Is Trigger Finger a Form of Arthritis?

Person experiencing trigger finger holds their hand to relieve pain

Think about pulleys, and how they’re used to lift things and move them from one location or height to another. They’re marvelous tools and the human hand is full of them. Each tendon that controls each finger is its own enclosed pulley system, extending and contracting each digit to allow you to shake someone’s hand, pick up a glass of water or give a thumbs up.

At a construction site, if a pulley fails, whatever it’s lifting — be it a load of bricks or steel beams — will come crashing down. In the hand, when one of your internal pulleys fails, your fingers may freeze up in a condition known as trigger finger.

What is Trigger Finger?

Trigger finger is a condition that takes its name from its appearance: your fingers can get stuck in a position that makes it look as though you’re trying to pull an invisible trigger.1 This occurs when the tendons in your fingers and thumb are essentially frozen in position, keeping your fingers flexed in toward your palm.1 The act of straightening your digits can be very difficult and if this occurs, you should seek medical attention.

What Causes Trigger Finger?

Your tendons are thin bands of tissue that connect your bones and muscles, acting as an internal pulley system for your hands.3 Around each tendon is a sheath of thin tissue that keeps things in place and acts as a protective cover.1 When the tendons in your hands become inflamed and swollen, they aren’t able to glide easily through the protective sheath and may effectively become stuck in place.1

If your tendon is already irritated, the friction of the enlarged tendon rubbing back and forth on the sheath may cause a nodule to form.2 The tendon may catch on this nodule, which can make movement even more difficult.1

Symptoms of Trigger Finger

Trigger finger can affect any of your fingers, and may even affect multiple fingers at once.2 The symptoms may start mildly and progress in severity:1,2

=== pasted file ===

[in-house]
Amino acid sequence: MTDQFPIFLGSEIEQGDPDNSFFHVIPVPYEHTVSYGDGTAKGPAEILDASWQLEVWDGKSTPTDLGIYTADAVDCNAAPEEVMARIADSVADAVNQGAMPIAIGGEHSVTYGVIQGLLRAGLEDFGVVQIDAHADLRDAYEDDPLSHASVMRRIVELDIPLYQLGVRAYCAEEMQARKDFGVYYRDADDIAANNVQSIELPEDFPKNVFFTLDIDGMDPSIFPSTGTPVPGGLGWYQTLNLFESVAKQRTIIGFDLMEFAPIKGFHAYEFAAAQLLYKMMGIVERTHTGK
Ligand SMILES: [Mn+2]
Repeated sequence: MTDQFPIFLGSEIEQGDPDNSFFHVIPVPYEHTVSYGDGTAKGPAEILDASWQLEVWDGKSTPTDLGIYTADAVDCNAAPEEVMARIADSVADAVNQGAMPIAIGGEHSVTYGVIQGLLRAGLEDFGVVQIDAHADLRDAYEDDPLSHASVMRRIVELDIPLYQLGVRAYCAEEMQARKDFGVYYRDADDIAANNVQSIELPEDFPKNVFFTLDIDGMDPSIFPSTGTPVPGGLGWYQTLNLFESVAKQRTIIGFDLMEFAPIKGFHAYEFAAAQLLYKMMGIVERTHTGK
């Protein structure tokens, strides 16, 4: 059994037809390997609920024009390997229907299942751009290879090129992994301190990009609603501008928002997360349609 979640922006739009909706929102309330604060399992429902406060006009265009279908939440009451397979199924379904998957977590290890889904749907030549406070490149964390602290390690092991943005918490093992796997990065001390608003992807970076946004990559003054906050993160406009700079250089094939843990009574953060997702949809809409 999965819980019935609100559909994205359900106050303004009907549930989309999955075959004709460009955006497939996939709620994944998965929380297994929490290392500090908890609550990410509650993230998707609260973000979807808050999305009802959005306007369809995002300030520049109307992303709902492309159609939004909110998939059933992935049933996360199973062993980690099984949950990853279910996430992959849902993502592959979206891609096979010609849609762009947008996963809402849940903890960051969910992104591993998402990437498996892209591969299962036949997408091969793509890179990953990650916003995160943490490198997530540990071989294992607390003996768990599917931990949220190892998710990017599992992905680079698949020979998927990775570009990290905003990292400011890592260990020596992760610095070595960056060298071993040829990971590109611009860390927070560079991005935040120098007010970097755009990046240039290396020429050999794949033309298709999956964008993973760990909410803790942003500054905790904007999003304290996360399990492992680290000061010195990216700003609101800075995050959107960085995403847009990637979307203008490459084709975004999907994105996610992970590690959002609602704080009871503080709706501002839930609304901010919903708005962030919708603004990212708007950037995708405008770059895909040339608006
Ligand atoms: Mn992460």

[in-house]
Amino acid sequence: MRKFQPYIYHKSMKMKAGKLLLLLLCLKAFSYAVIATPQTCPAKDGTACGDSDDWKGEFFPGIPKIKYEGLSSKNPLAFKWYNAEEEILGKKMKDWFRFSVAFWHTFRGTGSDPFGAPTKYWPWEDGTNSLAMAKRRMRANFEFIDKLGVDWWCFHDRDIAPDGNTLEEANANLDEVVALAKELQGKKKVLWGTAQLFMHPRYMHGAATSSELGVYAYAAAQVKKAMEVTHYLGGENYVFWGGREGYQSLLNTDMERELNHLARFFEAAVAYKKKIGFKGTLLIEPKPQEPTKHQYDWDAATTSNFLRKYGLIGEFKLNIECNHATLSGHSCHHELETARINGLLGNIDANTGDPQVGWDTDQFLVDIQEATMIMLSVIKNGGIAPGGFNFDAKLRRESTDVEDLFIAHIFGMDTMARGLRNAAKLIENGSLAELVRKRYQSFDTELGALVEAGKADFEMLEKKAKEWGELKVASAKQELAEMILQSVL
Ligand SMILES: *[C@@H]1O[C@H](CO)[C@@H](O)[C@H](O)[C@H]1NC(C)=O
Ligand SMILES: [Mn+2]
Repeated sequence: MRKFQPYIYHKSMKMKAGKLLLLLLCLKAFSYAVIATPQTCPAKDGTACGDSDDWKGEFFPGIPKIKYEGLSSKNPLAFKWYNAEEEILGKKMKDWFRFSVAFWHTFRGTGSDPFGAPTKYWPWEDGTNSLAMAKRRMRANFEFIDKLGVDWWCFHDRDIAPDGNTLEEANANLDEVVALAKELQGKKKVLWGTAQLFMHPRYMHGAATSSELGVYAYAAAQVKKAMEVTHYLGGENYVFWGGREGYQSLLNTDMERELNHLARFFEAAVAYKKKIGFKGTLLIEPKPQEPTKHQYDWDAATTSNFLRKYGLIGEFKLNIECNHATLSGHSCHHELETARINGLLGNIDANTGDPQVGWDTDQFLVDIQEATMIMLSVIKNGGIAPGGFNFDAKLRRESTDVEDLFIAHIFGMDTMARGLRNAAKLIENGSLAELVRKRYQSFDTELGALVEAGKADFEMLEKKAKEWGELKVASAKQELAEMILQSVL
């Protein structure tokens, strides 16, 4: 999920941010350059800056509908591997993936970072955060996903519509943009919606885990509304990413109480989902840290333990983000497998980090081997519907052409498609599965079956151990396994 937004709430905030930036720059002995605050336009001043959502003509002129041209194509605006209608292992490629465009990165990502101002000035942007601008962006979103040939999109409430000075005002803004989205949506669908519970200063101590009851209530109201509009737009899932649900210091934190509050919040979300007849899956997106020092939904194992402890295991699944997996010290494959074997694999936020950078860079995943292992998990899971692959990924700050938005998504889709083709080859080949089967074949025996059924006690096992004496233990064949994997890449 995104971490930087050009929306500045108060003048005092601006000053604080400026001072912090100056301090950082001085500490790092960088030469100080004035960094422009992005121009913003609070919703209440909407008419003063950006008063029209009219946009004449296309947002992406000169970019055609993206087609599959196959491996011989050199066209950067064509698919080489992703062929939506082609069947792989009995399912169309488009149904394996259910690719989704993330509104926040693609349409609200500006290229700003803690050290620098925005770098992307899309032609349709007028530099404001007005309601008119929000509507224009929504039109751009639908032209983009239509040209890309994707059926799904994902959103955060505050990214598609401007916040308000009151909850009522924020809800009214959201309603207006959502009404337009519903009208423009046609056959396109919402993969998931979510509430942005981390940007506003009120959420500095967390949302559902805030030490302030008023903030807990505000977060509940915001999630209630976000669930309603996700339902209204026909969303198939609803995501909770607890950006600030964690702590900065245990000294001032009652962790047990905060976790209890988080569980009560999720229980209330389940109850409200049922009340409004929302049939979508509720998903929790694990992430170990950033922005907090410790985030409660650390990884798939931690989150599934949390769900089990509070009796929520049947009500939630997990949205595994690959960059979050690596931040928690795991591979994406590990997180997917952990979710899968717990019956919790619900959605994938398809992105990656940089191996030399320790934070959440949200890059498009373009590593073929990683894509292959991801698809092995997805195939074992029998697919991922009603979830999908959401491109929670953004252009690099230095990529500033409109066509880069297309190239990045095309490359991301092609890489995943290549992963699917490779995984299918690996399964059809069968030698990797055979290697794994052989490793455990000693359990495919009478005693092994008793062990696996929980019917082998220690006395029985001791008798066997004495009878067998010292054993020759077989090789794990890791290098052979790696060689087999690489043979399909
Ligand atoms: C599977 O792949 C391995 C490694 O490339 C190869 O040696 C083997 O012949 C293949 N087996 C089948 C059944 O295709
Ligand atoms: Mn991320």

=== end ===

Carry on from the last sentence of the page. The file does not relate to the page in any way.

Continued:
• Snapping or popping feeling when you move an affected finger
  • Feeling as though your finger is getting caught when you try to move it
  • Pain or stiffness when flexing your fingers or thumb towards your palm
  • Swelling in your palm at the base of the affected finger
  • Pain when you try to grip something
  • Fingers locked in a bent position and needing to apply mild pressure to get them to straighten out

Treating and Diagnosing Trigger Finger

If you are unable to straighten your fingers, your doctor may ask you to open and close your hand while checking for smooth motions and evidence of your tendon locking up.2

Treatment for trigger finger depends on how long you’ve been experiencing it and how severe it is. Common treatments include:1,3

  • Taking a break from activities that cause your trigger finger
  • Wearing a splint to stabilize the affected finger and allow the tendon to heal
  • Stretching exercises to allow your tendon to regain its flexibility
  • Medications that relieve pain and swelling, like NSAIDs, can be helpful

If your trigger finger is severe enough to necessitate surgery, a surgeon will cut your tendon to allow it to glide smoothly within your hand, so that your finger doesn’t catch or lock up.3

Is Trigger Finger a Type of Arthritis?

In short, no.1Arthritis in the hand affects the tissues and cartilage of the joints within the hand, causing inflammation and pain.3 The two types of arthritis that most often affect the hand are osteoarthritis, which may result from cartilage wearing away over time, and rheumatoid arthritis, which is an autoimmune disorder where the body’s immune system causes inflammation that reduces hand function.3 Each hand has 27 joints, and arthritis may affect any of them.1

If you already have rheumatoid arthritis, you may be at risk for developing trigger finger, because the arthritis may affect the ligaments and tendons in the hand.4

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